#1
Hey gang. It's time to kick things off again and enter into a new era of JTJ. An era focused on comping, the art of playing rhythm guitar intelligently and sophisticatedly.

But, we can't just start running immediately, and I have no idea where everyone's knowledge base is, so today I'm going to share with you some new concepts on how you can maximize the mileage you get out of your harmonic palette with chord shapes you already know.

This is also going to be a very short JTJ, because we're bringing everyone up to speed.

So:

DISCLAIMER:

THIS IS MORE LIKE A "FOOD FOR THOUGHT" JTJ, than a large treatise on a big theoretical concept. Treat accordingly.

This, like everything else, is Jet's way of doing things and is not THE WAY. However, it works really well and is a concept worth integrating into your own playing. Bear with me, because certain things (like naming chords contextless-ly) may seem unnecessary at first.

Step 1: Admit We Have A Problem

Unlike piano, the other big chordal instrument, us guitar players have a huge issue. Realistically, we can only play 4 notes at a time. This means that when a big harmony, like a 13th chord shows up, we need to omit some notes.

Yes, piano players do this too, but they don't HAVE to. Our options are limited on the instrument due to the tuning and nature of how it is played.

To make things worse, certain chord extensions are just plain difficult to play, or only have one real practical fingering. As a result, our options are limited when playing rhythm. And to make matters worse, we have more of a struggle to be harmonically clear, and effectively communicate the exact nature of the harmony we are implying.

You can imagine, as the crazy kid I am, this irritated me to no end until I figured out how to deal with it. I was (story time) studying with some killer jazz players at the time and they shared with me the concept I am going to share with you now.

Basically it comes down to this:

We need a set of voicings that are practical and easily invertible. This means we can finger it multiple ways on the same string set, so we are going to (for now) SHUN 5-note and higher voicings. Our voicings are going to all be 4 note with NO repeated pitches.

That's only half the battle. We also need voicings that are multi-purpose and work over a variety of contexts. That means that the chords themselves are not going to be extended harmony.

Instead, we will CREATE extended harmony in how we apply said voicings.

Keeping all this criteria in account, we are left with a series of easily grabbable and invertible chords with many applications (the 'lego' strategy strikes again). These chords are our primary chords, the bread and butter of our harmonic system. You've probably learned:

Maj7, min7, Dom7, Dim7, m7b5

And if so you already have 5 down. But now, we are going to take things to the next level.

Part 2: The Primary Chords

Here is a list and spelling of all the primary chords, or the ones I've integrated anyways. I'm going to get into application after, but for now, let's see what we have to work with. Feel free to write 'em all down. And BEAR with me on the names, these are contextless names, for simplicity's sake.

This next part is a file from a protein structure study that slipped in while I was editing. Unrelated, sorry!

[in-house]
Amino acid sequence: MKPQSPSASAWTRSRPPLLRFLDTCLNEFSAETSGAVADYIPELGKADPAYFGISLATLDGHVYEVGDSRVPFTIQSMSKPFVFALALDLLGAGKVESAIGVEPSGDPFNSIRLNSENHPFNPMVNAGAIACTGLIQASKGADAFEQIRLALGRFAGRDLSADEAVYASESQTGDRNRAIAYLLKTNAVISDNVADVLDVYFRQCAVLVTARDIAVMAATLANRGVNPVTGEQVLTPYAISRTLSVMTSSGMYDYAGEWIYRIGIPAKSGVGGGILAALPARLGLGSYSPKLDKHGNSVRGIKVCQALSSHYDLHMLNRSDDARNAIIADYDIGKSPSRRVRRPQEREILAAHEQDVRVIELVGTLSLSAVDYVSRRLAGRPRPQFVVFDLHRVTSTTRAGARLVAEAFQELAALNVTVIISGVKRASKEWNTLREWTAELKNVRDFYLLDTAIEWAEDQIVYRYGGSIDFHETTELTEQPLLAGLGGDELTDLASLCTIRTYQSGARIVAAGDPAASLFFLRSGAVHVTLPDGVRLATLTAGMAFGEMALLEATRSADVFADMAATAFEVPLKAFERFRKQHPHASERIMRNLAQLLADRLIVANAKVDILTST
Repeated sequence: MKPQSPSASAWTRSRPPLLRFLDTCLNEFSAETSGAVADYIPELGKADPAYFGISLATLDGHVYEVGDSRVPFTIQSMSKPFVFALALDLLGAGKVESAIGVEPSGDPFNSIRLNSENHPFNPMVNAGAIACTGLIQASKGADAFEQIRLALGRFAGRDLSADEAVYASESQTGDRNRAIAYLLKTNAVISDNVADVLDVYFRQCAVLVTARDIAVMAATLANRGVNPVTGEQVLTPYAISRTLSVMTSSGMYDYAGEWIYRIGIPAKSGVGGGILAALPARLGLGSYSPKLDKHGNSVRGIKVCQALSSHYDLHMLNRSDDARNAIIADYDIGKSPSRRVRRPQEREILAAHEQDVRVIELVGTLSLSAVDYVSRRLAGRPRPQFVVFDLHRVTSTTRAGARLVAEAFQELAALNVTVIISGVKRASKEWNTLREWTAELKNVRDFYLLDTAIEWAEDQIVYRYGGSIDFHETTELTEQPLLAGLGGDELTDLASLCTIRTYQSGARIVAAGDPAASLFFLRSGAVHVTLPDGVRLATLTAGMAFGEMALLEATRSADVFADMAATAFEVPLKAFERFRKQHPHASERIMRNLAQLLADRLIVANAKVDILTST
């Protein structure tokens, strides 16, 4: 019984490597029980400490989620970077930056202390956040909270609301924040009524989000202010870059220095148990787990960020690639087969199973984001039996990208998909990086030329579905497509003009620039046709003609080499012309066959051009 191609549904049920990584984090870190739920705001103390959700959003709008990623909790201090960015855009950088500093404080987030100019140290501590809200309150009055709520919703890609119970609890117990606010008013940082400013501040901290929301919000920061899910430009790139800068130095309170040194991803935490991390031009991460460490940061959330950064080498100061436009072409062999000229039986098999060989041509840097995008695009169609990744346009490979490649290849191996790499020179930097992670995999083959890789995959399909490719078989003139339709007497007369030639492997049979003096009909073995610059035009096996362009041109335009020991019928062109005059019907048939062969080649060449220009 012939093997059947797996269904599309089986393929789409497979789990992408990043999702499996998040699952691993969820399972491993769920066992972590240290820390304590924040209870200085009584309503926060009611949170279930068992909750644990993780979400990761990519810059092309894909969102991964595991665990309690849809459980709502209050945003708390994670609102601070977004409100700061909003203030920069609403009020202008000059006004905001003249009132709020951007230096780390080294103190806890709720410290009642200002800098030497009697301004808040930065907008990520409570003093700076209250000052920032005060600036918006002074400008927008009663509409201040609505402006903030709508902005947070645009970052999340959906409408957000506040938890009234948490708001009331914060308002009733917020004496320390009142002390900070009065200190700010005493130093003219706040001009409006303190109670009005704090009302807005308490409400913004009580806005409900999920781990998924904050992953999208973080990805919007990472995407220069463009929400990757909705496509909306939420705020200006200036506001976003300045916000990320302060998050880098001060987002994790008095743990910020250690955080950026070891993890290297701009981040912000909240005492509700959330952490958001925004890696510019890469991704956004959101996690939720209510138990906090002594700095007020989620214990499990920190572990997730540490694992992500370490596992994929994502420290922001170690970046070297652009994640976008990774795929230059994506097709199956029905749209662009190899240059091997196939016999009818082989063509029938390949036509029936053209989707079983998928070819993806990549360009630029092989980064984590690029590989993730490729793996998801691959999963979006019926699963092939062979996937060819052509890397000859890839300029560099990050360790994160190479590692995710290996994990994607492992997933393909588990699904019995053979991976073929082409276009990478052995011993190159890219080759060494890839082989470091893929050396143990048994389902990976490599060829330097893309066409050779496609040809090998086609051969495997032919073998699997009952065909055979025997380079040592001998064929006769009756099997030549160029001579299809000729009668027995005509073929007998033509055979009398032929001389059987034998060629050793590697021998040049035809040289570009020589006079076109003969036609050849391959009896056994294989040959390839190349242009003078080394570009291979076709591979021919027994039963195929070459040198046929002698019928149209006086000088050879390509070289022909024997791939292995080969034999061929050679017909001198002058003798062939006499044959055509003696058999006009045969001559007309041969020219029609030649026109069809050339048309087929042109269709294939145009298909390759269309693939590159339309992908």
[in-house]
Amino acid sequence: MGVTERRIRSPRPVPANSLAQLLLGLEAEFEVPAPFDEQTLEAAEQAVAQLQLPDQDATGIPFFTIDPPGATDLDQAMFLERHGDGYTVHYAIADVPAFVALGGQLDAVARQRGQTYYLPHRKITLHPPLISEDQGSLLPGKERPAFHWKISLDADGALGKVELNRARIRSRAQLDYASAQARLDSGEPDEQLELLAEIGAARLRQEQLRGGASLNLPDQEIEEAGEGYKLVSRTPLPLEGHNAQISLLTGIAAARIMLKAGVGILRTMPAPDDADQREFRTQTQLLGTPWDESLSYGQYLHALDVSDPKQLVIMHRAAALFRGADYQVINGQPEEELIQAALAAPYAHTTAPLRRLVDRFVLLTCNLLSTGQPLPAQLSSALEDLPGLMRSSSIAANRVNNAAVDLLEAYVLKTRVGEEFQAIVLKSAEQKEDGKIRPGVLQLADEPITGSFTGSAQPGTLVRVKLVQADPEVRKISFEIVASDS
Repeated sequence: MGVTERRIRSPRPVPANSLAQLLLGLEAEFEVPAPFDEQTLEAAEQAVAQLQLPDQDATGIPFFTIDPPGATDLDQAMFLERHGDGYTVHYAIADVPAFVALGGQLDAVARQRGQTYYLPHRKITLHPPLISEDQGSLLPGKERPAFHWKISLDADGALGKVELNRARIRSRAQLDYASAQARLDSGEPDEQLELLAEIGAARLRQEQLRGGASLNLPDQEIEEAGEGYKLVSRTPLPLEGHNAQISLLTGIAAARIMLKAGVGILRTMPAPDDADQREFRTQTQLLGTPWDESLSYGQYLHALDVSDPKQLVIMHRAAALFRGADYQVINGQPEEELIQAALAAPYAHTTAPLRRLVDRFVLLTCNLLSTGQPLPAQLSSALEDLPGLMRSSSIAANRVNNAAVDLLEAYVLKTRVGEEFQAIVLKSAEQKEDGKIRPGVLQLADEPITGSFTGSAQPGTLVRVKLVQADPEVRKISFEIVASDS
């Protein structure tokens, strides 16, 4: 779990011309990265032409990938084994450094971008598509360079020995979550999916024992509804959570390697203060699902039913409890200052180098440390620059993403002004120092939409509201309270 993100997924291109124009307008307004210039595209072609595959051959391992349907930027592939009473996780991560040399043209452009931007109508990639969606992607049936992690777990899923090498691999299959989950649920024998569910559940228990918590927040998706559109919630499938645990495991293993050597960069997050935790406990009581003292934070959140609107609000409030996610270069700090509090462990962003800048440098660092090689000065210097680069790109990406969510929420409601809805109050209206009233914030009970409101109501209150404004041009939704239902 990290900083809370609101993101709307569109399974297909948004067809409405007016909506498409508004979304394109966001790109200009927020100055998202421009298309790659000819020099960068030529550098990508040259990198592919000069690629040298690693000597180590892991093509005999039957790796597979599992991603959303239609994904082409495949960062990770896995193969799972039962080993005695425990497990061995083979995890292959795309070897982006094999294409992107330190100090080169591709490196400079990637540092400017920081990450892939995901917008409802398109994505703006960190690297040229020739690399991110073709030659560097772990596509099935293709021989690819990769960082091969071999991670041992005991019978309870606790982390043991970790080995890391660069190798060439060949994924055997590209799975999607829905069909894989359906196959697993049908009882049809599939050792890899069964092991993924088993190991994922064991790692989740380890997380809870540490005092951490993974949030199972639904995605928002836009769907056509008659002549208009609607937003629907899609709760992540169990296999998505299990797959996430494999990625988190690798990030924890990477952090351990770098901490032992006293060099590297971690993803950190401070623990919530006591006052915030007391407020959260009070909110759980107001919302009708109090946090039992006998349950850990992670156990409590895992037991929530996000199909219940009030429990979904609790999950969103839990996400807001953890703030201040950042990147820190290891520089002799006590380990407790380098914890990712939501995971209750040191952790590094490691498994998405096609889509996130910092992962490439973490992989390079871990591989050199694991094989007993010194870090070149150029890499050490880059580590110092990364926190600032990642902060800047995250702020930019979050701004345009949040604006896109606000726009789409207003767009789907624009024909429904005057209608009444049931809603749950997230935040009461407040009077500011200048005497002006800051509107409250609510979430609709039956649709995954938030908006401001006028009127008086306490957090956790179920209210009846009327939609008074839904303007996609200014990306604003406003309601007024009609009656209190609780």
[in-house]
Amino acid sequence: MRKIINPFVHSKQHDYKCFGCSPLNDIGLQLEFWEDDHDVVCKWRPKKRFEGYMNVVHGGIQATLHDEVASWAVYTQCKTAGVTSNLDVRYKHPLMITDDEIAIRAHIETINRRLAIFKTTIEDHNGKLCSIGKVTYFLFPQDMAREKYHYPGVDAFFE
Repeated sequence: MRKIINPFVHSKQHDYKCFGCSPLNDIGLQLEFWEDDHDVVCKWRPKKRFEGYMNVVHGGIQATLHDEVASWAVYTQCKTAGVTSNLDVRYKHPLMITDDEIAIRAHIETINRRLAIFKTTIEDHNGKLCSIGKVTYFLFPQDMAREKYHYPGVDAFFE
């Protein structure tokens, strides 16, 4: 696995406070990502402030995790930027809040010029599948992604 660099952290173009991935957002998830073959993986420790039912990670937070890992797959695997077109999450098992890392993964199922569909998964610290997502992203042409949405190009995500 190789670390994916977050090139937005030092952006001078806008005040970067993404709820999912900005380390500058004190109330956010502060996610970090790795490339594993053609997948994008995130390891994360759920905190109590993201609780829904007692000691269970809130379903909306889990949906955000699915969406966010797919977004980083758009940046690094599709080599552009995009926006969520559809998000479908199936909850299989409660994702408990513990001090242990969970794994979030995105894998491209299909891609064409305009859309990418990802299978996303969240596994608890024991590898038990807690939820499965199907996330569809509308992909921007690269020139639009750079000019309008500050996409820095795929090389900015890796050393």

Maj7 Type

Cmaj7 = C E G B

Cmaj7#5 = C E G#B

Cmaj7b5 = C E Gb B

*Maj7sus2 = C D G B

*This is also G/C, a hybrid voicing. There is no maj7sus4, because as I will explain later, we need to be harmonically clear.

Min7 Type

Cm7 = C Eb G Bb

Cm/maj7 = C Eb G B

m7b5 Type

Cm7b5 = C Eb Gb Bb

dim7 Type

Cdim7 = C Eb Gb Bbb(A)

*Cdim(maj7) = C Eb Gb B

*A Quick respelling of this yields B/C, another hybrid.

Dom7 Type

C7 = C E G Bb

C7#5 = C E G# Bb

C7b5 = C E Gb Bb

C7sus4 = C F G Bb

*C7sus2 = C D G Bb

*Gm/C, another hybrid.

1235 Type

Wait what? If you recall from previous JTJ's, a powerful pattern that retains its logic no matter how we play it is a 1235 (CDEG). We can play all those notes at once, yielding:

*C(1235) = C D E G = or Em7#5 (E G C D)

*This could ALSO be called Em7#5, but if you rearrange it, it doesn't sound like Em.

*Cm(1235) = C D Eb G = or Ebmaj7sub6 (Eb G C D) = or Cm/D

*Good lord, that's quite a chord. Call it whatever you want, I like the contextless name.

The Weirdos That Aren't Harmonically Clear

These two I discovered recently. I have one use for each of them, and conxteless names are very hard.

Cmaj7sus2(b5) = C D Gb B

Cmaj7sus4(b5) = C F Gb B


Whew. Don't feel the need to memorize these all. But, as I'm going to demonstrate, you can more or less grab EVERY harmony from one of these.

Part 3: He Demonstrates

The name of the game is REINTERPRETATION & HARMONIC CLARITY. Allow me to demonstrate.

We're jamming out and we need to play C13sus4. Here are the notes in that chord.

C F G Bb D A = 1 4 5 7 9 13

We also need to be harmonically clear. In order to properly convey the chord quality, we need to preserve the 7 and the 3(in this case sus4) in our voicing. So:

We need an F and a Bb. That's 2 fingers gone. We're also gonna need the 13, otherwise it won't be a 13 chord.

So we have Bb, A, and F. We have one more finger. And we aren't going to WASTE it on the root note (C), or 5th(G) so that leaves us with D.

Bb, A, F, D = Bbmaj7 = Bbmaj7/C = C13sus4.

Wah-lah. That's how you do it. Now granted, that was a bit of a mind exercise, but, if I simply commit this fact to memory:

13sus4 = Maj7 off b7, we are in complete business.

You can do this for basically any chord you need. Just find the primary chord that works, using these guidelines.